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Are Your Employee's Phones Secure? All Of Them? Really?

Can a single unsecured smartphone compromise your business's security? Looks that way -- and that should make you look hard at who's got phones in your company, and how they're using them.
Can a single unsecured smartphone compromise your business's security? Looks that way -- and that should make you look hard at who's got phones in your company, and how they're using them.Here we go again. As we've pointed out often, the explosion of powerful, capable consumer communication/IT devices holds a lot of risk for your company.

A long Informationweek look at the business dangers of rogue smartphones tells you why.

A rogue device is, in this context, one that an employee -- or, for that matter employer -- buys personally and then uses for business purposes.

In the case of smartphones, as the article points out, the devices' convenience, power and declining price makes them all but irresistible to road warriors, would-be road warriors and, increasingly, nearly everybody else.

And as employees lean more heavily on such devices, the devices become more and more filled with company data, company information, even company access codes.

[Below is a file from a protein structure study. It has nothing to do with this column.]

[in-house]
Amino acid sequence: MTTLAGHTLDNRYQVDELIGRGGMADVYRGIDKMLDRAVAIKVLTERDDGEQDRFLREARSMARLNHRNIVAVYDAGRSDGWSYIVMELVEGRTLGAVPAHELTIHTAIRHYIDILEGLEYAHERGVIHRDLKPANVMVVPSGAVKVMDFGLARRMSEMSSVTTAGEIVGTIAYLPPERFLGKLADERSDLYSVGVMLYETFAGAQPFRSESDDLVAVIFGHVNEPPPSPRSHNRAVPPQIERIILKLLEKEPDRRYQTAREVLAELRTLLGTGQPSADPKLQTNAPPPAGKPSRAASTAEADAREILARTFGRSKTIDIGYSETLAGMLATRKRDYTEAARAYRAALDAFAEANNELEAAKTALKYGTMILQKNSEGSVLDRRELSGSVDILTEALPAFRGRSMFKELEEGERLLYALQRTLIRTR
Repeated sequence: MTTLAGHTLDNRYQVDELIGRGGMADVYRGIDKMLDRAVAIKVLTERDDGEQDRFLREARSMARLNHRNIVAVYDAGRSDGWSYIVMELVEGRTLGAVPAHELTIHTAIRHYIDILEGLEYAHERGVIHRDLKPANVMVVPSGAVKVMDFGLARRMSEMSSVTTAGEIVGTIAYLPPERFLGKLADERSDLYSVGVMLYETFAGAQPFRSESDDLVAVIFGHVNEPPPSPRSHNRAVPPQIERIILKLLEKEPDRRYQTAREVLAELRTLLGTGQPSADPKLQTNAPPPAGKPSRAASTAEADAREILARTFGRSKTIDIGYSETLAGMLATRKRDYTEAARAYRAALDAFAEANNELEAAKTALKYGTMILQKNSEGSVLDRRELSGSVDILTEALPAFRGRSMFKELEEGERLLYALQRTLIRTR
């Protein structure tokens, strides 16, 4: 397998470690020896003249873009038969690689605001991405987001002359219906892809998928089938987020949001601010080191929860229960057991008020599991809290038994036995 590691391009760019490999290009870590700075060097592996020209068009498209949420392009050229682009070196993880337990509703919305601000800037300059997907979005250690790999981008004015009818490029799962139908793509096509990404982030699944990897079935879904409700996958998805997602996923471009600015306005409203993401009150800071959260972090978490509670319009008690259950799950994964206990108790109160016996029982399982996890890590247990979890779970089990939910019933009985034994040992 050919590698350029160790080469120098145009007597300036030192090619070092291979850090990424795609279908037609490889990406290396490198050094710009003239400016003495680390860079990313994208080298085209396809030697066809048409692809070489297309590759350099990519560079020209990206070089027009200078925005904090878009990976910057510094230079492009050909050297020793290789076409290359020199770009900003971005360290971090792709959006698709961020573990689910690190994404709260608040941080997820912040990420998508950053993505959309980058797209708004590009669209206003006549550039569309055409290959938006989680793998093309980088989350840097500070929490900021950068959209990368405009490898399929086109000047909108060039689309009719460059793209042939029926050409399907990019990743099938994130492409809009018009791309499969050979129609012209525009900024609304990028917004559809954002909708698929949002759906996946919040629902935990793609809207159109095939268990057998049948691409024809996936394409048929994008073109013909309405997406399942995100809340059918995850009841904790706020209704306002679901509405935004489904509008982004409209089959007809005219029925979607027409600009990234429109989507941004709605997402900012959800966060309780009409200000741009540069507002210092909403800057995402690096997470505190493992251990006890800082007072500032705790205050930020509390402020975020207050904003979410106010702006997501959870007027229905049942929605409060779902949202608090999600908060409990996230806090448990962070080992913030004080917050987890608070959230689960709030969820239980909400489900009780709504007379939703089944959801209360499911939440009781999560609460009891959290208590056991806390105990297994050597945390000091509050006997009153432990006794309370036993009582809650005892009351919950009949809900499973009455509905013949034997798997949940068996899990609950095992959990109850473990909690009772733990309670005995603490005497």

All of which goes with the employee -- until the employee forgets the phone, loses the phone or has the phone stolen.

Or, assuming the person's at least cautious about keeping the phone physically close, holding it tightly when he or she uses it to pump company info through an unsecured public access point.

Time to put into place strict and inflexible security procedures and policies regarding employee use of personal mobile (and other) devices for company business.

Past time, really, and not getting any safer to wait, as Eric Zeman's article points out, with plenty of detail on just how to go about securing rogue devices.

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